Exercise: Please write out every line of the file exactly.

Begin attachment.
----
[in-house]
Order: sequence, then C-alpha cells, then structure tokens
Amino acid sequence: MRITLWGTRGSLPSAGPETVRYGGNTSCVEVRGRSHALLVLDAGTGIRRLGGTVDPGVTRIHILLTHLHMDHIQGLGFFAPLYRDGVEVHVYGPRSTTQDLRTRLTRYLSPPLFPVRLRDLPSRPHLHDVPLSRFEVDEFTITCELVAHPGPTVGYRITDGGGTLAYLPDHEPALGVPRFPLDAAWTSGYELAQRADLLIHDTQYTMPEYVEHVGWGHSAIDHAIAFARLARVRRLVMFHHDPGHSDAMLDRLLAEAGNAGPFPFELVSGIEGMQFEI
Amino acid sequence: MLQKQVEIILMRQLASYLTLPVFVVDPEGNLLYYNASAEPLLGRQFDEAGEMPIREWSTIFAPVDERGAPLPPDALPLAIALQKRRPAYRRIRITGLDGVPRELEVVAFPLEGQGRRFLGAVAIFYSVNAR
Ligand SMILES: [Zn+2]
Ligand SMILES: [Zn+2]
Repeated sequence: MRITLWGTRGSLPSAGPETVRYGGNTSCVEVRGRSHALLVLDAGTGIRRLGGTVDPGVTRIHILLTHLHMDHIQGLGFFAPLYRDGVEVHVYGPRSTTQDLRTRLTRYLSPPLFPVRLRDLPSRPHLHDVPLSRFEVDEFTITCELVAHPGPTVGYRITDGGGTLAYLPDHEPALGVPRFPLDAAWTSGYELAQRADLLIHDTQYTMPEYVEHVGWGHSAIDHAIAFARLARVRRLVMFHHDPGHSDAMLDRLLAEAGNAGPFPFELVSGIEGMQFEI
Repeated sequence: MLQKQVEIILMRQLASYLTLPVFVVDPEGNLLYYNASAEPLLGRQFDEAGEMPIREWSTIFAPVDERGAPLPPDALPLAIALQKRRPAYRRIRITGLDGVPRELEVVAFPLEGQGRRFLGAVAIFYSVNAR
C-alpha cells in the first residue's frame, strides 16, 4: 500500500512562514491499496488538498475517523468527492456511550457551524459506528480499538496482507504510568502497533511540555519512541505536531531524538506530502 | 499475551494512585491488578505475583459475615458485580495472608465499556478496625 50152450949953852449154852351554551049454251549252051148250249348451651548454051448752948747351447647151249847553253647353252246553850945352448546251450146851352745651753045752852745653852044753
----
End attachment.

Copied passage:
[in-house]
Order: sequence, then C-alpha cells, then structure tokens
Amino acid sequence: MRITLWGTRGSLPSAGPETVRYGGNTSCVEVRGRSHALLVLDAGTGIRRLGGTVDPGVTRIHILLTHLHMDHIQGLGFFAPLYRDGVEVHVYGPRSTTQDLRTRLTRYLSPPLFPVRLRDLPSRPHLHDVPLSRFEVDEFTITCELVAHPGPTVGYRITDGGGTLAYLPDHEPALGVPRFPLDAAWTSGYELAQRADLLIHDTQYTMPEYVEHVGWGHSAIDHAIAFARLARVRRLVMFHHDPGHSDAMLDRLLAEAGNAGPFPFELVSGIEGMQFEI
Amino acid sequence: MLQKQVEIILMRQLASYLTLPVFVVDPEGNLLYYNASAEPLLGRQFDEAGEMPIREWSTIFAPVDERGAPLPPDALPLAIALQKRRPAYRRIRITGLDGVPRELEVVAFPLEGQGRRFLGAVAIFYSVNAR
Ligand SMILES: [Zn+2]
Ligand SMILES: [Zn+2]
Repeated sequence: MRITLWGTRGSLPSAGPETVRYGGNTSCVEVRGRSHALLVLDAGTGIRRLGGTVDPGVTRIHILLTHLHMDHIQGLGFFAPLYRDGVEVHVYGPRSTTQDLRTRLTRYLSPPLFPVRLRDLPSRPHLHDVPLSRFEVDEFTITCELVAHPGPTVGYRITDGGGTLAYLPDHEPALGVPRFPLDAAWTSGYELAQRADLLIHDTQYTMPEYVEHVGWGHSAIDHAIAFARLARVRRLVMFHHDPGHSDAMLDRLLAEAGNAGPFPFELVSGIEGMQFEI
Repeated sequence: MLQKQVEIILMRQLASYLTLPVFVVDPEGNLLYYNASAEPLLGRQFDEAGEMPIREWSTIFAPVDERGAPLPPDALPLAIALQKRRPAYRRIRITGLDGVPRELEVVAFPLEGQGRRFLGAVAIFYSVNAR
C-alpha cells in the first residue's frame, strides 16, 4: 500500500512562514491499496488538498475517523468527492456511550457551524459506528480499538496482507504510568502497533511540555519512541505536531531524538506530502 | 499475551494512585491488578505475583459475615458485580495472608465499556478496625 50152450949953852449154852351554551049454251549252051148250249348451651548454051448752948747351447647151249847553253647353252246553850945352448546251450146851352745651753045752852745653852044753